From our First and Gospel readings we hear about the faith of two widows. In biblical times widows were among the poorest of the poor. The widow in the First Reading was a non-Jew, who had a son to support. She was down to her last handful of meal and a drop of olive oil. After that she and her son must starve to death. Yet, by sharing it with the prophet, the man of God, she had a never-ending supply of flour and oil. The widow from our Gospel passage let go of every shred of security, and committed herself wholly to God. These two stories are as much about trust in God as about generosity.
Let’s play a game for a second. I’ll call it the Category Game. I’ll ask you questions that have only two possible answers. Think in your mind which answers you would give.
Are you a good friend or a bad friend?
Do you have common sense or no common sense?
Are you a good driver or a terrible one?
Are you responsible or irresponsible?
Can you keep people’s secrets or not?
Are you a hardworking employee or a lazy one?
Do you have good taste (in clothes, food, movies, etc . . .) or not?
Are you a fair person or unfair?
Are you honest or a liar?
And one more . . . are you wealthy or not?
Was that a hard test? My guess is that many of you would say no. After all, most of our lists probably looked something like this: Good friend, common sense, good driver, responsible, trustworthy, hardworking, good sense of style, fair, and honest. And while that might be true for a few of us, it’s extremely unlikely that it is true for all of us. Most people prefer to see themselves in the best light possible, overlooking their own faults and limitations. Deep down we probably know that our image of ourselves can be a little skewed, but we choose to stay closer to the surface. It’s less painful that way.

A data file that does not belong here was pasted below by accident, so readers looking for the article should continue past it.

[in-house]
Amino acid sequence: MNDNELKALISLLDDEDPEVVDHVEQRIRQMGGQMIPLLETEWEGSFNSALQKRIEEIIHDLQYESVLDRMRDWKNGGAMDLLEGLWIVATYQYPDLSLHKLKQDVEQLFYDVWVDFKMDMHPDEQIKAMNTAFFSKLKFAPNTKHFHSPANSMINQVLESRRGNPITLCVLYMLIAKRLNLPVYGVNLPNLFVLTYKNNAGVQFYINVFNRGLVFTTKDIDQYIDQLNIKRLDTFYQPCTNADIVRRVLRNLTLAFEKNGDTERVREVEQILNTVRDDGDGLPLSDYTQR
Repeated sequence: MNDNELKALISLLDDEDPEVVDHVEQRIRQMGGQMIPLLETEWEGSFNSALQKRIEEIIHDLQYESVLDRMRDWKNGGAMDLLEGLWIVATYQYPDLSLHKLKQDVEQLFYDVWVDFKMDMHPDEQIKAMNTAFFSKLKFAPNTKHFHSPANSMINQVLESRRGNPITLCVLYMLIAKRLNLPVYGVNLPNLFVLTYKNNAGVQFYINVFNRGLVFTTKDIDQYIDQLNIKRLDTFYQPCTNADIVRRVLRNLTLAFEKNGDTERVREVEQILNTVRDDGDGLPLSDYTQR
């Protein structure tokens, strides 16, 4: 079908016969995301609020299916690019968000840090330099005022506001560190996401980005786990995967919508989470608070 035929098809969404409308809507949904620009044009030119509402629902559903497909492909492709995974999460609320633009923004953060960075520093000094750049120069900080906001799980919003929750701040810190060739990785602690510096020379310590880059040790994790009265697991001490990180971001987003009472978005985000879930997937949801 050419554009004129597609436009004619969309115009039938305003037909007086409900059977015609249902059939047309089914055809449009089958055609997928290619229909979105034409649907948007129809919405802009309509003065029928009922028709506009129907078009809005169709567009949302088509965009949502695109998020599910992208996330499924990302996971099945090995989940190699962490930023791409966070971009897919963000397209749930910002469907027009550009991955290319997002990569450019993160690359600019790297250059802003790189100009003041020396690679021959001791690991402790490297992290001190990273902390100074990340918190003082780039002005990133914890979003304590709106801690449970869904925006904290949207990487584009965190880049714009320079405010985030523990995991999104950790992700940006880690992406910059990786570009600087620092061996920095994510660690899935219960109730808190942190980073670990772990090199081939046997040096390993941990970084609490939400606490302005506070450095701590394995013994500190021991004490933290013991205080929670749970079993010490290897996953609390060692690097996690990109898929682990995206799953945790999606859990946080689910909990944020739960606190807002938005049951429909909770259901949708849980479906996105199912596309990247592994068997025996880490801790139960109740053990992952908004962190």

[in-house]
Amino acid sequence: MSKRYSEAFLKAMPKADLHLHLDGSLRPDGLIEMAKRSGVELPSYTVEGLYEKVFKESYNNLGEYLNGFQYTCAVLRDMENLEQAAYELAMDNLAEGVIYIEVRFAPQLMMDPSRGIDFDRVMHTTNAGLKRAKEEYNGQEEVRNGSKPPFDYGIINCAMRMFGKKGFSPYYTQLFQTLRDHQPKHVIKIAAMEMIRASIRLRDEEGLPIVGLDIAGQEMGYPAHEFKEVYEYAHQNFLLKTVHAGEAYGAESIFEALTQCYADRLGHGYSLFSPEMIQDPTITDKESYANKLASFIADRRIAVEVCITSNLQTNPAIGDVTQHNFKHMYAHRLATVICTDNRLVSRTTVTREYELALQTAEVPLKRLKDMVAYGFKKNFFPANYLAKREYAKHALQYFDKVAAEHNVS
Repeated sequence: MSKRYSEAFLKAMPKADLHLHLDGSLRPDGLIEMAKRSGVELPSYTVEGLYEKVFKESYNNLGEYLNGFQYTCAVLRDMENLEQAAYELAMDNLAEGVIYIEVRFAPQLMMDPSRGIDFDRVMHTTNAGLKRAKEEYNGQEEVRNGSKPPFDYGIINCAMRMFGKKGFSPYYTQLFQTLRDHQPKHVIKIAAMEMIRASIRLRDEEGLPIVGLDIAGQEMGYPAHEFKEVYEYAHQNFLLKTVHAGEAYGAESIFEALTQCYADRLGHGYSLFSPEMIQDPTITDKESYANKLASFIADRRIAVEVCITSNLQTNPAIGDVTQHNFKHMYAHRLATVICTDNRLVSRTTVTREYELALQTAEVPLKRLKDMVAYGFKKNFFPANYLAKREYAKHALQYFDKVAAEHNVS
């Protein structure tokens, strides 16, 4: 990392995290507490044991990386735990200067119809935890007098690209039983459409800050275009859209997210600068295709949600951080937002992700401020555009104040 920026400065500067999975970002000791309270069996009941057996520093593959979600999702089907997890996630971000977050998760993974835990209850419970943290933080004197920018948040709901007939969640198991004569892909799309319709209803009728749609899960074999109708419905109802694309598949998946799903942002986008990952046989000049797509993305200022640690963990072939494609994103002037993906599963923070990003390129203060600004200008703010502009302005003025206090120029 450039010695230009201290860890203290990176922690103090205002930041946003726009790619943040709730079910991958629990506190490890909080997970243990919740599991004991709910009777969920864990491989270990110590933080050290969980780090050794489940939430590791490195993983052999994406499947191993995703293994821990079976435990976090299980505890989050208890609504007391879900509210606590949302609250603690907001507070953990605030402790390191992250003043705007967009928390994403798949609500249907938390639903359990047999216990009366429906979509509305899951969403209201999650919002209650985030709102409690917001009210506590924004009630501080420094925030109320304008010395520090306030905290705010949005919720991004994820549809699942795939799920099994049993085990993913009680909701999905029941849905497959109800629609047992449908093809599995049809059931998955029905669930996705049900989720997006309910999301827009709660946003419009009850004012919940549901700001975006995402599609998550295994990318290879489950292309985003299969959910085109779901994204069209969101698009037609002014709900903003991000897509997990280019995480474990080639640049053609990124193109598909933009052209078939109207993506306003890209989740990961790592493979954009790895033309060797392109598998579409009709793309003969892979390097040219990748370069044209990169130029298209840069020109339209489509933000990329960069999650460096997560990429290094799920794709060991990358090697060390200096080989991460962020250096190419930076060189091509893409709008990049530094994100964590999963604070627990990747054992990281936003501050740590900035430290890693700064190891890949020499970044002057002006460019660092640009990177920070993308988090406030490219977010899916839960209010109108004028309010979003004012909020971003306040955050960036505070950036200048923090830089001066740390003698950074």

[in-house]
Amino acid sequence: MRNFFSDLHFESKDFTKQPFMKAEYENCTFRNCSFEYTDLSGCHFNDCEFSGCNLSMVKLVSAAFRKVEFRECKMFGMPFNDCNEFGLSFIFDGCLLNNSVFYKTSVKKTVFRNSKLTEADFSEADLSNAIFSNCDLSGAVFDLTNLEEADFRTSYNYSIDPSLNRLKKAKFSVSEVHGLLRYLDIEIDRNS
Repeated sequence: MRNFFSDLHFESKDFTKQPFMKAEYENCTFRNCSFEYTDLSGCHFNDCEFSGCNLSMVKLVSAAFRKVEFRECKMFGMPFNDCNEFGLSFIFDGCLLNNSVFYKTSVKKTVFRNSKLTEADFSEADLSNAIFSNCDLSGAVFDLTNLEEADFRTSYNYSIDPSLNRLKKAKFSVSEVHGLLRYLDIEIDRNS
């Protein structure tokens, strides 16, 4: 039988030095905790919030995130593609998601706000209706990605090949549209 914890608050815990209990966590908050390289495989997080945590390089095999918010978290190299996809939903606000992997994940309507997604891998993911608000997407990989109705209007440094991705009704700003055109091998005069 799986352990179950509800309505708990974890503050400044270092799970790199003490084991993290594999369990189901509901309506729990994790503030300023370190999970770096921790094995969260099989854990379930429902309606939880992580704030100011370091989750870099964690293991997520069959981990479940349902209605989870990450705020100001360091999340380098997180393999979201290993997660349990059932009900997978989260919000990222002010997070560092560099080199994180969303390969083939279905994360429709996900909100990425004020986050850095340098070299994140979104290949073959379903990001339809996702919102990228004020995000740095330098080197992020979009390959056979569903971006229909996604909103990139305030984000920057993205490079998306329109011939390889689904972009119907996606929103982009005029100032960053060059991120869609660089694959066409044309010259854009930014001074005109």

But what about that last one, the one I left off my recap? And truthfully, for most of us, it was the easiest one. Am I wealthy or not? Are you wealthy or not? Are we wealthy or not? Of course we’re not wealthy. You could say that you don’t have a summer home in Switzerland and you don’t drive a car that costs a quarter of a million dollars. You don’t fly off to Paris for lunch and to Rio for a couple of days on the beach. You don’t own an island or a jet or a fifty-foot yacht. That’s what being wealthy is!
We’re always a little amazed that when you talk to people who are quite well off, they always consider themselves to be “middle class”. No one wants to admit that they have WAY more money than most people, no one wants to admit that they are “wealthy”. That’s one “category” many of us strive all our lives to be in, but then deny we are “in” it when we get there. Funny how that works. But I digress. Maybe it’s the objection to my use of the word “wealthy”. Maybe that word just has too many negative connotations for some of us. Let me ask it another way:
Are you a “have” or a “have-not”?
“Amen, I say to you, this poor widow put in more than all
the other contributors to the treasury.”